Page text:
Trump administration to withhold bail from asylum seekers in latest border crackdown | TribLIVE.com
Politics Election

Trump administration to withhold bail from asylum seekers in latest border crackdown

The Washington Post
1034541_web1_asylum
AP
Honduran asylum seekers are taken into custody by U.S. Border Patrol agents after the group crossed the border wall into San Diego, Calif., seen from Tijuana, Mexico. Detained asylum seekers who have shown they have a credible fear of returning to their country will no longer be able to ask a judge to grant them bond. U.S. Attorney General William Barr decided Tuesday, April 16, 2019, that asylum seekers who clear a ‘credible fear’ interview and are facing removal don’t have the right to be released on bond while their cases are pending and will have to wait in detention until their case is adjudicated.

Migrants who come to the United States seeking asylum may instead wind up jailed indefinitely while they wait for their claims to be processed, the Trump administration ruled Tuesday in its latest crackdown at the border.

Attorney General William Barr’s written decision, a policy reversal, applies to migrants who have already established “a credible fear of persecution or torture” in their home country.

Barr ordered immigration judges to stop allowing some asylum seekers from posting bail while they wait the months or years for their cases to be heard — a system that President Trump has derided as “catch and release.”

But advocates criticized the policy change and said it would lock up people who are simply looking for safety.

“Unless stopped, this decision will result in the unlawful jailing of thousands of people who should not be behind bars,” said Omar Jadwat, director of the American Civil Liberties Union’s Immigrants’ Rights Project, in a tweet.

Barr said the order wouldn’t go into effect for 90 days, a three-month time frame that will probably see rights groups challenge the ruling in court.

“We will see the administration in court on this latest unlawful & inhuman attempt to deter and punish asylum-seekers,” Jadwat wrote.

Barr’s ruling reversed the decision in a 2005 case in which an Indian man entered the United States from Mexico and requested asylum. Parole, granted solely and sparingly by the Department of Homeland Security, will be the only way asylum seekers who crossed the border illegally can be released once the order goes into effect.

Barr’s decision to withhold bail from asylum seekers comes as record numbers of Central American families are crossing into the United States, many of whom are fleeing violence and poverty. These migrants know they can seek asylum under federal law and be released into the country pending court hearings about their claims, The Washington Post reported earlier this month.

Trump has expressed frustration with the asylum system, alleging that U.S. laws protecting immigrants from persecution obstruct his ability to safeguard the country.

He has implored Congress to change these laws and has made numerous attempts to stymie immigration, most notably separating children from their parents at the border last year. These policies have outraged Democrats.

“From separating families to attacking asylum seekers, this administration’s bottomless cruelty has failed time and time again,” said Julián Castro, a Democratic presidential candidate. “We need compassion, not cruelty, in our immigration system.”

In November, a federal judge blocked Trump’s asylum ban, which would have prevented asylum for migrants if they crossed into the United States illegally. And earlier this month, a judge shut down a proposed experimental policy known as Migrant Protection Protocols, which would have required migrants to stay in Mexico while awaiting their hearings.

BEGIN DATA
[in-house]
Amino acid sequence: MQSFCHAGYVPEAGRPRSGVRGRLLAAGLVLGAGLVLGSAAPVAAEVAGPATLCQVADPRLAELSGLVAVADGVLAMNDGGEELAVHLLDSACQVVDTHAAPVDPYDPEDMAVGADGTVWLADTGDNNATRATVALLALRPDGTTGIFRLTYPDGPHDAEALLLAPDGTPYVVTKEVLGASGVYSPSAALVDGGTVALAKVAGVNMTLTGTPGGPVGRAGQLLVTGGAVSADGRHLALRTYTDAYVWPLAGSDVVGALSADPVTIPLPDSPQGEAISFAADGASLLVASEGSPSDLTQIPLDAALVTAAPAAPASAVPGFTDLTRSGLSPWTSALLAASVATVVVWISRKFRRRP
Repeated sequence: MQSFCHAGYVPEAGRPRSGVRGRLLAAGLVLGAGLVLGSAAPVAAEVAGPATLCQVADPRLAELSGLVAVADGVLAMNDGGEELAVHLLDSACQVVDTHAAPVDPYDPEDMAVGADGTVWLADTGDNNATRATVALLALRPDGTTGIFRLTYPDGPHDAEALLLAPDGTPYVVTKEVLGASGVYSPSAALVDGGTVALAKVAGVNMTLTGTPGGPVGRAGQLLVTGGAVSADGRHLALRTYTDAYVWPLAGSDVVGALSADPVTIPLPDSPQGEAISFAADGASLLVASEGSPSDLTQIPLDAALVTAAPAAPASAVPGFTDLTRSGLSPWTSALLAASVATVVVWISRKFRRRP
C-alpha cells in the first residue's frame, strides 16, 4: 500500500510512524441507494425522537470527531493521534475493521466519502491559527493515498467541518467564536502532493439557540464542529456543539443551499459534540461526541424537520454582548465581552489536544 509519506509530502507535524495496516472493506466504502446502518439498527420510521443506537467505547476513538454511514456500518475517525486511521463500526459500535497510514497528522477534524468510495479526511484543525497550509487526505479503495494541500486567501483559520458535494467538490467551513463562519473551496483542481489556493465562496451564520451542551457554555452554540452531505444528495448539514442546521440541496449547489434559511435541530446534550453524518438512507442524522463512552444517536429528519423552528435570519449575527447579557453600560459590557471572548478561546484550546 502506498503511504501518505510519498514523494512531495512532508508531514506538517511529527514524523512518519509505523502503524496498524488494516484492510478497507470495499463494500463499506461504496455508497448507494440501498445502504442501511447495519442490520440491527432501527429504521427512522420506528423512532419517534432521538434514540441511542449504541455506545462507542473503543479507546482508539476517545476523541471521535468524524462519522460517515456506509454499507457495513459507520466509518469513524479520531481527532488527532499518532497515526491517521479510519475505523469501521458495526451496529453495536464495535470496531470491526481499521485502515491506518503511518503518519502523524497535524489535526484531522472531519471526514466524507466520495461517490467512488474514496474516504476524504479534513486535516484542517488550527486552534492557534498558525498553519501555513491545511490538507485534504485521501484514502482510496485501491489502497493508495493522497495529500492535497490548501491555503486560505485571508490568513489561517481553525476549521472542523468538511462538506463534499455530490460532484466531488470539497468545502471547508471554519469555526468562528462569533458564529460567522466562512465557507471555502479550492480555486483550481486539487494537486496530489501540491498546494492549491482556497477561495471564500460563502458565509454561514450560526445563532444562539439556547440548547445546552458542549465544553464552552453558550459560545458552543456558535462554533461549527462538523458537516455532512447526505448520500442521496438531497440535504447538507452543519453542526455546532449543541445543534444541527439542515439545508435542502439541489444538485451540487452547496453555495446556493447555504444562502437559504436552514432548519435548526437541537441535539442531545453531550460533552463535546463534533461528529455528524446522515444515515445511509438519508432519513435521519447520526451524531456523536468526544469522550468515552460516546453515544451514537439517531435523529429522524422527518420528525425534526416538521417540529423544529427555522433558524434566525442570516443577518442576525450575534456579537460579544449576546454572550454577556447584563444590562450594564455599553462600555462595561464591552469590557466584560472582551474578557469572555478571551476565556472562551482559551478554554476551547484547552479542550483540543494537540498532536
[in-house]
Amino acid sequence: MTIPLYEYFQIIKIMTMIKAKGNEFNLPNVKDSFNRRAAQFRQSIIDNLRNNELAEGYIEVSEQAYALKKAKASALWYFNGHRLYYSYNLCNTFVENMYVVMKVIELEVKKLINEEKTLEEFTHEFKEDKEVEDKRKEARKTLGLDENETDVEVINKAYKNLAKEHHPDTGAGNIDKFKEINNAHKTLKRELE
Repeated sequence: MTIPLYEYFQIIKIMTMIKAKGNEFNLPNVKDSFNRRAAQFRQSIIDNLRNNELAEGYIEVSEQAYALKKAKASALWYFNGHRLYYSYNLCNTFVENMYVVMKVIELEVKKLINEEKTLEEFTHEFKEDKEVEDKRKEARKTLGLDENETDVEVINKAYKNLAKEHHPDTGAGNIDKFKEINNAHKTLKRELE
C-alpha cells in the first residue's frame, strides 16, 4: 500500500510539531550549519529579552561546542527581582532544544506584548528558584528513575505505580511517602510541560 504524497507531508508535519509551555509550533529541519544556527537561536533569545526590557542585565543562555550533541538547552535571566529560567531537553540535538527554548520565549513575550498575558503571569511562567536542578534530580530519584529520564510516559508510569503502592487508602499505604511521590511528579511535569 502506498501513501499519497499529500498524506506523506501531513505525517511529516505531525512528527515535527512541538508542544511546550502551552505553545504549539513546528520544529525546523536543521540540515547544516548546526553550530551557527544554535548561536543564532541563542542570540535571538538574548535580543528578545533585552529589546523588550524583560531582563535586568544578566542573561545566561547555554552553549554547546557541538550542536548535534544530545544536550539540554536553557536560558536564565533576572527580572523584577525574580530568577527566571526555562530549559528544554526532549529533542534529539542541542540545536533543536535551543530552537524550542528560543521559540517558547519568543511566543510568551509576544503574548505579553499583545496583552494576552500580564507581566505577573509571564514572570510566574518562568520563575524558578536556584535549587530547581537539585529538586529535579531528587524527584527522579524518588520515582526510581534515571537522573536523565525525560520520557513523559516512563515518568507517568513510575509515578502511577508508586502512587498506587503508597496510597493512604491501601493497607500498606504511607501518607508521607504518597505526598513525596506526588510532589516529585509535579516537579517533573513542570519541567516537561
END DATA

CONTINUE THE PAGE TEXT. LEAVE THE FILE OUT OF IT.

The judge ordered the program suspended and granted entry to the plaintiffs, a ruling Trump dubbed a “disgrace,” adding, “we have the worst laws of any country in the world.”

TribLIVE commenting policy

You are solely responsible for your comments and by using TribLive.com you agree to our Terms of Service.

We moderate comments. Our goal is to provide substantive commentary for a general readership. By screening submissions, we provide a space where readers can share intelligent and informed commentary that enhances the quality of our news and information.

While most comments will be posted if they are on-topic and not abusive, moderating decisions are subjective. We will make them as carefully and consistently as we can. Because of the volume of reader comments, we cannot review individual moderation decisions with readers.

We value thoughtful comments representing a range of views that make their point quickly and politely. We make an effort to protect discussions from repeated comments either by the same reader or different readers

We follow the same standards for taste as the daily newspaper. A few things we won't tolerate: personal attacks, obscenity, vulgarity, profanity (including expletives and letters followed by dashes), commercial promotion, impersonations, incoherence, proselytizing and SHOUTING. Don't include URLs to Web sites.

We do not edit comments. They are either approved or deleted. We reserve the right to edit a comment that is quoted or excerpted in an article. In this case, we may fix spelling and punctuation.

We welcome strong opinions and criticism of our work, but we don't want comments to become bogged down with discussions of our policies and we will moderate accordingly.

We appreciate it when readers and people quoted in articles or blog posts point out errors of fact or emphasis and will investigate all assertions. But these suggestions should be sent via e-mail. To avoid distracting other readers, we won't publish comments that suggest a correction. Instead, corrections will be made in a blog post or in an article.